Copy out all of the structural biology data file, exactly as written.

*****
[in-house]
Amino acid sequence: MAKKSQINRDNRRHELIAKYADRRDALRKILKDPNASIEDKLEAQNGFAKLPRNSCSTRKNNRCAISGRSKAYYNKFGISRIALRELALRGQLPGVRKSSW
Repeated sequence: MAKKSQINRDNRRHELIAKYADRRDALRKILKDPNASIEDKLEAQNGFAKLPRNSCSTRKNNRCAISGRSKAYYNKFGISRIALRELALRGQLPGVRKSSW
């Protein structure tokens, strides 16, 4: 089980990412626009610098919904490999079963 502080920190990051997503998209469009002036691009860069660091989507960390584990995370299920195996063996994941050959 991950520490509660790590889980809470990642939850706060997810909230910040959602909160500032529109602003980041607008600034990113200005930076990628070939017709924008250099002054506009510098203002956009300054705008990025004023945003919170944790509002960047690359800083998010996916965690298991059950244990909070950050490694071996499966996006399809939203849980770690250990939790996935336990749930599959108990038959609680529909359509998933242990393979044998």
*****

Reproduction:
[in-house]
Amino acid sequence: MAKKSQINRDNRRHELIAKYADRRDALRKILKDPNASIEDKLEAQNGFAKLPRNSCSTRKNNRCAISGRSKAYYNKFGISRIALRELALRGQLPGVRKSSW
Repeated sequence: MAKKSQINRDNRRHELIAKYADRRDALRKILKDPNASIEDKLEAQNGFAKLPRNSCSTRKNNRCAISGRSKAYYNKFGISRIALRELALRGQLPGVRKSSW
């Protein structure tokens, strides 16, 4: 089980990412626009610098919904490999079963 502080920190990051997503998209469009002036691009860069660091989507960390584990995370299920195996063996994941050959 991950520490509660790590889980809470990642939850706060997810909230910040959602909160500032529109602003980041607008600034990113200005930076990628070939017709924008250099002054506009510098203002956009300054705008990025004023945003919170944790509002960047690359800083998010996916965690298991059950244990909070950050490694071996499966996006399809939203849980770690250990939790996935336990749930599959108990038959609680529909359509998933242990393979044998």